SEOUL -- As part of efforts to reduce greenhouse gas and create an eco-friendly ship industry ecosystem, South Korea will develop a universal platform by 2025 that can test and demonstrate various propulsion systems such as electricity and hydrogen with one ship. A test and research center will be built in the southwestern port of Mokpo.
The test platform can dramatically reduce costs because only one demonstration vessel needs to be built, according to the Ministry of Oceans and Fisheries. Along with a test platform, research institutes will push for the development of a propulsion system using a mixed fuel of liquefied natural gas and ammonia. Ammonia, which is a combination of nitrogen and hydrogen, has been proposed as a potential zero carbon marine fuel.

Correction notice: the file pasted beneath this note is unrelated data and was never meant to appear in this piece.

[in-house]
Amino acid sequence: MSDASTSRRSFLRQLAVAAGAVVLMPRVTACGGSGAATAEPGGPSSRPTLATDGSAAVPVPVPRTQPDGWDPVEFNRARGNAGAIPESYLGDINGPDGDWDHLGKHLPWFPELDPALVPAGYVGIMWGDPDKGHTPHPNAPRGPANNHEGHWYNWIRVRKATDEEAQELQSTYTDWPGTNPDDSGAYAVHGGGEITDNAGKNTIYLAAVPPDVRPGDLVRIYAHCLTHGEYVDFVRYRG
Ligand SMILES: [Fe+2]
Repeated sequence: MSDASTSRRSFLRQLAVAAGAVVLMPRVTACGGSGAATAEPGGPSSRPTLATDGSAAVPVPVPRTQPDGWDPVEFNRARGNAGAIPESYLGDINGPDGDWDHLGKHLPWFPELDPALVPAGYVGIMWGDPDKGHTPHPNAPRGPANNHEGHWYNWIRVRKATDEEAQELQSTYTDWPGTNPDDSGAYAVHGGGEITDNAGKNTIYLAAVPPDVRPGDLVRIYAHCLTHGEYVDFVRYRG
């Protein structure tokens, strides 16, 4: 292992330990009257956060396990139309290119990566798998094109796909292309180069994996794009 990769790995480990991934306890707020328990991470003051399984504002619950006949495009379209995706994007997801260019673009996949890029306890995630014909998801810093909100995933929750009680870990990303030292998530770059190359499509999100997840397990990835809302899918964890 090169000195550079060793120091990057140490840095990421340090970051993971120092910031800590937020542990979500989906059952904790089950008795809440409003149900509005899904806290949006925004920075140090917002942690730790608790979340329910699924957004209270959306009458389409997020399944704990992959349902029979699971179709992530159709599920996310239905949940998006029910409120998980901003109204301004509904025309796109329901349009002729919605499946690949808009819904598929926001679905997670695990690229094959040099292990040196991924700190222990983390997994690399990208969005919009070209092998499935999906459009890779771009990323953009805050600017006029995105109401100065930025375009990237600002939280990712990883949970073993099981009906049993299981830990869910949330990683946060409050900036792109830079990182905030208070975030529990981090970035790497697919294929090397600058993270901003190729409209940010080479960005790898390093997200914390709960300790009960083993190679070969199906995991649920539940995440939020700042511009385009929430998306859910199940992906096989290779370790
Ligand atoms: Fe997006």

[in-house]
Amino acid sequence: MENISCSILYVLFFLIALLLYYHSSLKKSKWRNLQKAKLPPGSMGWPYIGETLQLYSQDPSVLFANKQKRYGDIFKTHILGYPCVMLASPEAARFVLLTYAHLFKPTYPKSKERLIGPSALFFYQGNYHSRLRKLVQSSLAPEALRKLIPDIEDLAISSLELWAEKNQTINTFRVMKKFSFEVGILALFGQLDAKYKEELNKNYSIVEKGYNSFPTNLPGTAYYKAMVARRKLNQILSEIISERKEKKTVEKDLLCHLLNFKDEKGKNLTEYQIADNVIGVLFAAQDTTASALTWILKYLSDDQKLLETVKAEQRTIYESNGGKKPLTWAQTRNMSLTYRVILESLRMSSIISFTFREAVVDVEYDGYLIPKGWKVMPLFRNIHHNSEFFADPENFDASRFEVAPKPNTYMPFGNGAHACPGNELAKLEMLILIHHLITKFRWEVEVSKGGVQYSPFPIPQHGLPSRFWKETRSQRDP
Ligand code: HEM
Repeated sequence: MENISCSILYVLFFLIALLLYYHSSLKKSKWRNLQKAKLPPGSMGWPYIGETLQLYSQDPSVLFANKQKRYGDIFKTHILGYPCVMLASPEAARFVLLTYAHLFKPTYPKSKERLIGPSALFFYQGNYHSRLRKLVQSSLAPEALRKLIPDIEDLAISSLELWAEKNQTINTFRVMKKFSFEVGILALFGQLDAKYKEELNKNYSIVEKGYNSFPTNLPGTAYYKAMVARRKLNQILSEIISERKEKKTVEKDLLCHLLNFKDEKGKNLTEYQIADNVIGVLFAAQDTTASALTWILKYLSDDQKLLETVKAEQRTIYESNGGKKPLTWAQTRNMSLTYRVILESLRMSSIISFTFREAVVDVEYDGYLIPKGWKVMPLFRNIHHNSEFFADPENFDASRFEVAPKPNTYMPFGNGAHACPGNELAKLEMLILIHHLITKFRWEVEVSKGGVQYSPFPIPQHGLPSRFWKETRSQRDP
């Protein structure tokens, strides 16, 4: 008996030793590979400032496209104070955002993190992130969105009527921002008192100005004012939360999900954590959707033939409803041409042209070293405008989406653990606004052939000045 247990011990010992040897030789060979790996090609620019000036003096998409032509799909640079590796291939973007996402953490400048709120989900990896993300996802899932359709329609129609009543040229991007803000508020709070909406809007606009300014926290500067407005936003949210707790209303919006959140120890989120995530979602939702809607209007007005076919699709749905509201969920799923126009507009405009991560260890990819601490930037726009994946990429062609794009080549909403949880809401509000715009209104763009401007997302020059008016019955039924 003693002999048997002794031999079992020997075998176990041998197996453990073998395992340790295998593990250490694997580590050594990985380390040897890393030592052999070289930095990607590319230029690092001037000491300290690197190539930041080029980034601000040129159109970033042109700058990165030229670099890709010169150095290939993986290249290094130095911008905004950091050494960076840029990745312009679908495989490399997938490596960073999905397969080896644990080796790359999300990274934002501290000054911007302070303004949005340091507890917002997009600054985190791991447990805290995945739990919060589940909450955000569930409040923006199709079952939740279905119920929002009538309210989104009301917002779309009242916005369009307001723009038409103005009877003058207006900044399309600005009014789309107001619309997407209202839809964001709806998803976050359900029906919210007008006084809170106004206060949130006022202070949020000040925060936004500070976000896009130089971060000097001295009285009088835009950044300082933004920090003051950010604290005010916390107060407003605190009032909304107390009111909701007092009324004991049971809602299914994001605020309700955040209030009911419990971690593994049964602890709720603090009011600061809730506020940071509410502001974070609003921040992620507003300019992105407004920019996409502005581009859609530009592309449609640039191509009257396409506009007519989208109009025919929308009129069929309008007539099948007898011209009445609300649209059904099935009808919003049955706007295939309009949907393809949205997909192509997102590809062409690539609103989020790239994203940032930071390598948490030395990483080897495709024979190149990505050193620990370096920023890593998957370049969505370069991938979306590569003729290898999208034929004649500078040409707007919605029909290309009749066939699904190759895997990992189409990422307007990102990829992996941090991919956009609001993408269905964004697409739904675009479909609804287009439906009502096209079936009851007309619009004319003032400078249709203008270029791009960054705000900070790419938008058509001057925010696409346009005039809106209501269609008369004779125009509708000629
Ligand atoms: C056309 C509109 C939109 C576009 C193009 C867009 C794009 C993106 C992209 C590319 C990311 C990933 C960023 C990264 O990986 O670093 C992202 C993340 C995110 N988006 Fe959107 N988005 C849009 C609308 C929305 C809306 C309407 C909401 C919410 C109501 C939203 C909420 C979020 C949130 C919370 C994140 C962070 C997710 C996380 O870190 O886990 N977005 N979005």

Koo Do-hyung, a ministry official responsible for maritime development, said the project would greatly improve conditions for the development of eco-friendly ship technologies. "We will do our best to promote the development of eco-friendly ship technology in South Korea and contribute to creating a carbon-neutral society," he said in a statement on April 28.
The project, led by the state-run Korea Research Institute of Ships and Ocean Engineering (KRISO) and the Korea Institute of Machinery and Materials (KIMM), involves Korea Register (KR), university research teams and private companies such as Hyundai Heavy Industries.
Ammonia has been proposed as a potential zero carbon marine fuel. However, ammonia is currently mainly produced from fossil fuel-based hydrogen while production processes for renewable ammonia are still under development. Ammonia needs pilot fuel for combustion.
In response to tightened international regulations, South Korean shipbuilders work hard to develop new technologies and secure a competitive edge in eco-friendly vessels. An ammonia-powered Aframax oil tanker that is under development by Samsung Heavy Industries has acquired basic certification from Lloyd's Register, a London-based maritime classification society.
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